Fact check: President Trump's Duluth rally speech

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President Donald Trump gives a thumbs up.
President Donald Trump gives a thumbs up as he shares the stage with Pete Stauber, right, a Republican congressional candidate running in a traditionally Democratic district, and House Majority Leader Kevin McCarthy of Calif., left, during a rally at Amsoil Arena in Duluth, Minn., Wednesday, June 20, 2018.
Susan Walsh | AP

President Trump touched down in Duluth Wednesday for a whirlwind three-hour appearance that included an economic roundtable and a campaign rally in front of more than 8,000 Minnesotans.

During his brief stint in the state, Trump covered a lot of ground, telling crowds he has created millions of jobs, lowered unemployment to its lowest levels in the nation's history and brought the dying steel industry back to life with his recent tariffs. He also took a few digs at Democrats on immigration, accusing them of favoring open borders to Mexico.

His comments were met with cheers from his supporters in the Amsoil Arena, but as is common with the first-term president, not all of his statements were completely accurate.

Here are a handful of things Trump said during his visit to Minnesota — and how they hold up to the facts.

What he said: "We came this close to winning the state of Minnesota ... it's been many, many decades since a Republican did that. I thought I was going to do it. I needed one more visit, one more speech."

The facts: His statement that it's been "many, many" decades since a Republican won Minnesota is correct. Minnesota has voted for a Democratic presidential candidate every cycle since Richard Nixon's landslide victory in 1972, and usually by large margins. In 2016, Trump came close to beating Democratic nominee Hillary Clinton, earning 44.92 percent of the vote to her 46.44 percent. That was a spread of just 44,765 votes out of more than 2.7 million votes cast.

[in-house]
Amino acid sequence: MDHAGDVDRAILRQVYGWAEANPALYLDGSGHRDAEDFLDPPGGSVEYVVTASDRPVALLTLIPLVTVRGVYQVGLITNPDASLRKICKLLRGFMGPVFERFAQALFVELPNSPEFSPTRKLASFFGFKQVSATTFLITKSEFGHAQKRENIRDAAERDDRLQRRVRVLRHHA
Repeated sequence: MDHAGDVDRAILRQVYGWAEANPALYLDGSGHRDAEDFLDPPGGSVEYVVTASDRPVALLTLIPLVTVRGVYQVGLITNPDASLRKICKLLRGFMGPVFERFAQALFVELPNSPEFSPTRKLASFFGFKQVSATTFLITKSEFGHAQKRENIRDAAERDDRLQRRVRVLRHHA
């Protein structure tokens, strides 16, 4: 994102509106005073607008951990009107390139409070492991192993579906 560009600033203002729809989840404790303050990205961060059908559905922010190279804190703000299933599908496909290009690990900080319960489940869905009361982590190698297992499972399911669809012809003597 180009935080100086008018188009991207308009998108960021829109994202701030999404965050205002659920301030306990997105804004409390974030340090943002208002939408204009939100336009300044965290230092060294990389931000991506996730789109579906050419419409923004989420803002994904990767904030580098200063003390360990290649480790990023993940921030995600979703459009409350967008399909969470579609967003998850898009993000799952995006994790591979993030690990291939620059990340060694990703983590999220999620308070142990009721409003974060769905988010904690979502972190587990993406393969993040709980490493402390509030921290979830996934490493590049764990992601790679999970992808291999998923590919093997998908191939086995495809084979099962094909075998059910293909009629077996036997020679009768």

That was the closest any Republican had come to beating the Democrat in Minnesota in years, but it wasn't the closest ever. In 1984, Minnesota's own Walter Mondale won Minnesota with 49.72 percent of the vote, but Ronald Reagan was close behind, earning 49.52 percent of the vote. That was a spread of just 3,761 votes out of 2 million cast.

What he said: "I've had the head of U.S. Steel call me the other day and he said, 'We're opening up six major facilities and expanding facilities that have never been expanded. They haven't been open in many, many years. The steel industry is doing unbelievably well very, very quickly. Quicker than I even thought.'"

The facts: Trump's not wrong. Steel facilities have opened up in a number of states this year after he announced in March that he was imposing 25 percent tariffs on all imported steel and 10 percent tariffs on aluminum. And things are certainly looking up for Minnesota's taconite mines, which help feed the steel industry.

But things have been turning around in Minnesota longer than Trump has been president. Mining employment in Minnesota's northeastern arrowhead region hit a low in 2016 — at roughly 3,600 jobs — after several facilities closed down, according to the Minnesota Department of Employment and Economic Development. It rebounded to roughly 4,000 jobs in 2017, but that growth actually started during the last months of Barack Obama's administration.